A string of Internet-retail partnerships announced this week promise to heat up competition among the major Internet access providers, resulting in a barrage of bargains for the millions of Americans still off-line, industry analysts say.
Yahoo, the world's most popular Web search and directory site, said yesterday that it is teaming with Kmart Corp. to offer a free Internet service to the retail giant's customers. Some Wall Street analysts said the offering represents the first serious threat to the markets of access providers such as America Online Inc., which charge a monthly fee of around $20.
For its part, AOL announced yesterday that it will set up computer displays in Circuit City's 615 stores nationwide so that visitors can preview the service and sign up in the stores. Last month, Microsoft Corp. announced a similar deal to set up kiosks in the 7,000 Radio Shack stores.
And for about a week now, Wall Street analysts have said that AOL and Wal-Mart have been in talks about an alliance. And on Tuesday, Best Buy, the largest consumer electronics chain, said it would soon announce its own deal with an undisclosed Internet company.
The partnering strategy aims to attract the next wave of Web users--those with moderate incomes and those who are less tech-savvy.
None of these alliances is exclusive. Analysts say the increased visibility of the fight--in stores that serve tens of millions of customers each week--will likely lead service providers to offer creative incentives or even slash prices to stand out.
MSN, for instance, already offers Best Buy customers $400 rebates on computer purchases. CompuServe, which is owned by AOL, recently jumped in with a similar deal at Circuit City stores.
The entrance of the Yahoo name into the free ISP market could be especially foreboding to pay-per-month services that make a huge portion of their revenue off customer fees. Starting next week, visitors to Kmart's 2,000-plus stores will be able to sign up for the free service, which will be launched in February.
The Kmart-Yahoo service, called BlueLight.com, will link users directly to a co-branded Yahoo. Kmart, based in Troy, Mich., will own 60 percent of the venture, which also will get a $62.5 million infusion from Softbank Venture Capital and an undisclosed amount from Martha Stewart Living Omnimedia Inc. The service hopes to make money from advertising.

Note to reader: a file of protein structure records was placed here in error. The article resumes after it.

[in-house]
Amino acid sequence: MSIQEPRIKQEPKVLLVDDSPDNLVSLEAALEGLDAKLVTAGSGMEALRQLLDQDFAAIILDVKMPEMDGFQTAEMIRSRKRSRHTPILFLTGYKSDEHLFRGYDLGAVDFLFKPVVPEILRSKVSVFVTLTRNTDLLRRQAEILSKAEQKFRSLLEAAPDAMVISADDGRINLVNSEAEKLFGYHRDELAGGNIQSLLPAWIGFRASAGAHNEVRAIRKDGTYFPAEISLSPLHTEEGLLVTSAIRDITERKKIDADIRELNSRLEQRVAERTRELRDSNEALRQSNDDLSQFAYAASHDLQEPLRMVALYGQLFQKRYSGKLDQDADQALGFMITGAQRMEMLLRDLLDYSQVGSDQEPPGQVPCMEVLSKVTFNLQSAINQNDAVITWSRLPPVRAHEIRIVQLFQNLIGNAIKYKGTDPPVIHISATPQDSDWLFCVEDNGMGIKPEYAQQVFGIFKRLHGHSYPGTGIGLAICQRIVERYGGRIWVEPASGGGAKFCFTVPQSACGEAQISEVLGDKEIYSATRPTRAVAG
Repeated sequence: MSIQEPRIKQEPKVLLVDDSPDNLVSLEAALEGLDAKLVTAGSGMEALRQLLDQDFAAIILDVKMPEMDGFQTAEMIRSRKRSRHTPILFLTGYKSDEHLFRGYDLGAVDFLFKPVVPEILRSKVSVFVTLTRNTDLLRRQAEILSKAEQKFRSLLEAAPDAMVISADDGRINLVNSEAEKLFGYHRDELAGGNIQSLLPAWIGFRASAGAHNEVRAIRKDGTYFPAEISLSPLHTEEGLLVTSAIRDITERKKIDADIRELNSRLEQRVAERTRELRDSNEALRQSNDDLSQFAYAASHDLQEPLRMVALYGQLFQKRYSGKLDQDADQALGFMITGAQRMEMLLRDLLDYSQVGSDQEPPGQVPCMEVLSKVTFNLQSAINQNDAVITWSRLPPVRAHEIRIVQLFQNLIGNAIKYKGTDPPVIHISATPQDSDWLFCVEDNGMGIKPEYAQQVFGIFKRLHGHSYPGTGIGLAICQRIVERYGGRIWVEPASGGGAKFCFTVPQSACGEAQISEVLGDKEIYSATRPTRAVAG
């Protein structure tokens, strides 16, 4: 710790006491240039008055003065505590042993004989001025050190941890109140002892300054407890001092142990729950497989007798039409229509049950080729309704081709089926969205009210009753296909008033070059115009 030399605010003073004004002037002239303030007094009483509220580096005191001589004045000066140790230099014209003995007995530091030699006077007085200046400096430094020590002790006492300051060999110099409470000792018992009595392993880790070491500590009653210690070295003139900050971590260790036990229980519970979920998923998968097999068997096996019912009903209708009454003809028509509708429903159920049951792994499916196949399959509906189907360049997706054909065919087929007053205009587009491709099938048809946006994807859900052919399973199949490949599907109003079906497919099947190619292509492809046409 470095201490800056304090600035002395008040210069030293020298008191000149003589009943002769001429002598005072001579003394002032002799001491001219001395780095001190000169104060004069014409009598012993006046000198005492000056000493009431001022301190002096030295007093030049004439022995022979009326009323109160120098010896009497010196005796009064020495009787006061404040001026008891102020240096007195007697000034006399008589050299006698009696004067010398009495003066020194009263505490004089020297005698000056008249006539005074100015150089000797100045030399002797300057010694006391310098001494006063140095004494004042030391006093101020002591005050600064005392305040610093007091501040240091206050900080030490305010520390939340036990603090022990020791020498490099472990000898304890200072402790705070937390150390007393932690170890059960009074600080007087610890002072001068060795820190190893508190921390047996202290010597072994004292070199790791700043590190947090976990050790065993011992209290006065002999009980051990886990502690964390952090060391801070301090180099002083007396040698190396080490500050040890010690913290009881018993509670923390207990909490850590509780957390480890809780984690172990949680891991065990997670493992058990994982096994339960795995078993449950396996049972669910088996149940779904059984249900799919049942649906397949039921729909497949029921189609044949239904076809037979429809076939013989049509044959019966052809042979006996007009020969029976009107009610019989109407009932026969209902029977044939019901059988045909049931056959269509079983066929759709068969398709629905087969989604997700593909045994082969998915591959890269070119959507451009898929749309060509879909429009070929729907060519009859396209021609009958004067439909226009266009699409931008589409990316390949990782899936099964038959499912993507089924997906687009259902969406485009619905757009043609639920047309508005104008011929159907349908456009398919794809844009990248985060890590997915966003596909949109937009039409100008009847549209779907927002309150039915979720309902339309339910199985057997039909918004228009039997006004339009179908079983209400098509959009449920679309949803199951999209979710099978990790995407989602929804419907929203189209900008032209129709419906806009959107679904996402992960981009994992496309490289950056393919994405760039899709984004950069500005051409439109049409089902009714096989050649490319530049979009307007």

Until now, free ISP service has been limited to relatively minor players such as NetZero Inc. of Westlake Village, Calif. And most analysts had dismissed the free services, comparing paid ISP access to cable television. But yesterday several analysts, including Henry Blodget of Merrill Lynch, said the trusted Yahoo trademark "lends credibility to the free access trend, which we now expect to be a long-term issue for the industry."
In a report yesterday, Blodget speculated that AOL may be forced to offer an Internet access service for free under the Netscape brand, which it purchased a little more than a year ago.
Indeed, as an incident last summer shows, companies such as AOL with soaring stock prices must worry even about the perception that these free services might be able to invade their market. Rumors that Microsoft would offer a free service drove AOL's stock down 50 percent, although it quickly recovered when Microsoft's plans failed to emerge.
Nonetheless, Kirstin Kappos, vice president of investor relations at EarthLink Networks Inc., which after a pending merger with Atlanta-based MindSpring will be the second-largest provider after AOL, said she is unconcerned.
"You get what you pay for," she said. "If you don't mind these pervasive ads in front of you and your personal, private information sold to marketing customers, then you go with a free service. Our customers don't want that."
Jim Preissler, an Internet analyst with PaineWebber, said the agreement between AOL and Circuit City, based in Richmond, could boost the ISP's presence in the high-speed Internet access market, long seen as a weakness for AOL. Competitors such as EarthLink and Microsoft have been aggressive in moving into that market; indeed, EarthLink is today expected to announce a major partnership to develop content such as live access to video with ABCNews.com, ESPN.com, FoxNews.com and others.